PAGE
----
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Articles by S. G Nekolla
Total Records ( 5 ) for S. G Nekolla
  R Lautamaki , K. H Schuleri , T Sasano , M. S Javadi , A Youssef , J Merrill , S. G Nekolla , M. R Abraham , A. C Lardo and F. M. Bengel

Background— Hybrid positron emission tomography/computed tomography (PET-CT) allows for combination of PET perfusion/metabolism imaging with infarct detection by CT delayed contrast enhancement. We used this technique to obtain biomorphological insights into the interrelation between tissue damage, inflammation, and microvascular obstruction early after myocardial infarction.

Methods and Results— A porcine model of left anterior descending coronary artery occlusion/reperfusion was studied. Seven animals underwent PET-CT within 3 days of infarction, and a control group of 3 animals was scanned at >4 weeks. Perfusion and glucose uptake were assessed by [13N]-ammonia/[18F]-deoxyglucose (FDG), and 64-slice CT delayed contrast enhancement was measured. In the acute infarct model, CT revealed a no-reflow phenomenon suggesting microvascular obstruction in 80% of all infarct segments. PET showed increased FDG uptake in 68% of the CT-defined infarct segments. Ex vivo staining and histology showed active inflammation in the acute infarct area as an explanation for increased glucose uptake. In chronic infarction, CT showed no microvascular obstruction and agreed well with matched perfusion/metabolism defects on PET.

Conclusions— Perfusion/metabolism PET and delayed enhancement CT can be combined within a single hybrid PET-CT session. Increased regional FDG uptake in the acute infarct area is frequently observed. In contrast to the chronic infarct setting, this indicates tissue inflammation that is commonly associated with microvascular obstruction as identified by no reflow on CT. The consequences of these pathophysiological findings for subsequent ventricular remodeling should be explored in further studies.

  I Laitinen , A Saraste , E Weidl , T Poethko , A. W Weber , S. G Nekolla , P Leppanen , S Yla Herttuala , G Holzlwimmer , A Walch , I Esposito , H. J Wester , J Knuuti and M. Schwaiger

Background— 18F-Galacto-RGD is a positron emission tomography (PET) tracer binding to vβ3 integrin that is expressed by macrophages and endothelial cells in atherosclerotic lesions. Therefore, we evaluated 18F-galacto-RGD for imaging vascular inflammation by studying its uptake into atherosclerotic lesions of hypercholesterolemic mice in comparison to deoxyglucose.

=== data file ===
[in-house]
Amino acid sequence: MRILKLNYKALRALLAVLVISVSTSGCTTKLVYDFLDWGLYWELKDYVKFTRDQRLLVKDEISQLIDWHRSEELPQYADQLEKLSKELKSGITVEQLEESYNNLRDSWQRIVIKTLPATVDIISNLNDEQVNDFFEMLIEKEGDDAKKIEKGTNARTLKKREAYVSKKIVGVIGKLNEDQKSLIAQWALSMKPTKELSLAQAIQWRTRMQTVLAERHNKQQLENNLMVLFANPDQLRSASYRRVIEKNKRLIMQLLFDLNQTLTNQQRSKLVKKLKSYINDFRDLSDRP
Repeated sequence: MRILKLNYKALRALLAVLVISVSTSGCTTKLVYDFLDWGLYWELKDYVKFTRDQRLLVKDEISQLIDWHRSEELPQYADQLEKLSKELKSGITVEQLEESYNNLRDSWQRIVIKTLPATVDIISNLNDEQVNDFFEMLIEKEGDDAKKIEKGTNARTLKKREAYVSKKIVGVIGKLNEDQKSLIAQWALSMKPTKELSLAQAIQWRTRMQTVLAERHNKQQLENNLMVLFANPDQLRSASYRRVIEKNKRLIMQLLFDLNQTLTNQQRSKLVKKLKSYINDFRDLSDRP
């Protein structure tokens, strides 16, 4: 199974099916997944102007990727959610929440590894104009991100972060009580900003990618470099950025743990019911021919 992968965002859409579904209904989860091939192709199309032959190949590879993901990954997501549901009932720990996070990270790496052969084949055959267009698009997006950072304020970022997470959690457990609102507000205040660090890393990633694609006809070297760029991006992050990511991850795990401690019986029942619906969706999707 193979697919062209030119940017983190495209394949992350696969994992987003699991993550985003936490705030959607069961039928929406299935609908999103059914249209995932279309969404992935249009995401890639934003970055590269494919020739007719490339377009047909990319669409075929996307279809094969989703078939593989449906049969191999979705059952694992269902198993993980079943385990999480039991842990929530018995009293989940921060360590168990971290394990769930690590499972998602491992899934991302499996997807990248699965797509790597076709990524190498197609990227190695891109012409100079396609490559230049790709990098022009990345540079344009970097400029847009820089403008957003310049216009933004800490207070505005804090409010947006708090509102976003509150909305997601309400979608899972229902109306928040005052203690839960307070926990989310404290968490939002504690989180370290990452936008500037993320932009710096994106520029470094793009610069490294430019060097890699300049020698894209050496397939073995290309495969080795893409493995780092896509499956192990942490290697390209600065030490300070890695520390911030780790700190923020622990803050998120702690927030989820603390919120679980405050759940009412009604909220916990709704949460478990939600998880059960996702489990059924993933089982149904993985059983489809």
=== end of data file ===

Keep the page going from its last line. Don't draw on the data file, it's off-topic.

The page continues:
Methods and results— Hypercholesterolemic LDLR–/–ApoB100/100 mice on a Western diet and normally fed adult C57BL/6 control mice were injected with 18F-galacto-RGD and 3H-deoxyglucose followed by imaging with a small animal PET/CT scanner. The aorta was dissected 2 hours after tracer injection for biodistribution studies, autoradiography, and histology. Biodistribution of 18F-galacto-RGD was higher in the atherosclerotic than in the normal aorta. Autoradiography demonstrated focal 18F-galacto-RGD uptake in the atherosclerotic plaques when compared with the adjacent normal vessel wall or adventitia. Plaque-to-normal vessel wall ratios were comparable to those of deoxyglucose. Although angiogenesis was not detected, 18F-galacto-RGD uptake was associated with macrophage density and deoxyglucose accumulation in the plaques. Binding to atherosclerotic lesions was efficiently blocked in competition experiments. In vivo imaging visualized 18F-galacto-RGD uptake colocalizing with calcified lesions of the aortic arch as seen in CT angiography.

Conclusions— 18F-Galacto-RGD demonstrates specific uptake in atherosclerotic lesions of mouse aorta. In this model, its uptake was associated with macrophage density. 18F-Galacto-RGD is a potential tracer for noninvasive imaging of inflammation in atherosclerotic lesions.

  I Matsunari , H Aoki , Y Nomura , N Takeda , W. P Chen , J Taki , K Nakajima , S. G Nekolla , S Kinuya and K. Kajinami

Although both 123I-metaiodobenzylguanidine (123I-MIBG) imaging and 11C-hydroxyephedrine (11C-HED) positron emission tomography (PET) are used for assessing cardiac sympathetic innervation, their relationship remains unknown. The aims were to determine whether 123I-MIBG parameters such as heart-to-mediastinum ratio (H/M) are associated with quantitative measures by 11C-HED PET and to compare image quality, defect size, and location between 123I-MIBG single-photon emission computed tomography (SPECT) and 11C-HED PET.

Methods and Results—

Twenty-one patients (mean left ventricular ejection fraction, 39±15%) underwent 123I-MIBG imaging and 11C-HED PET. Early (15-minute), late (3-hour) H/M, and washout rate (WR) were calculated for 123I-MIBG. Myocardial retention and WR was calculated for 11C-HED. Using a polar map approach, defect was defined as the area with relative activity <60% of the maximum. Both the early (r=0.76) and late (r=0.84) 123I-MIBG H/M were correlated with 11C-HED retention. 123I-MIBG WR was correlated with 11C-HED WR (r=0.57). Defect size could not be measured in 3 patients because of poor quality 123I-MIBG SPECT, whereas 11C-HED defect was measurable in all patients. Although defect size measured by early or late 123I-MIBG SPECT was closely correlated with that by 11C-HED PET (early: r=0.94; late: r=0.88), the late 123I-MIBG overestimated defect size particularly in the inferior and septal regions.


123I-MIBG H/M gives a reliable estimate of cardiac sympathetic innervation as measured by 11C-HED PET. Furthermore, despite the close correlation in defect size, 11C-HED PET appears to be more suitable for assessing regional abnormalities than does 123I-MIBG SPECT.

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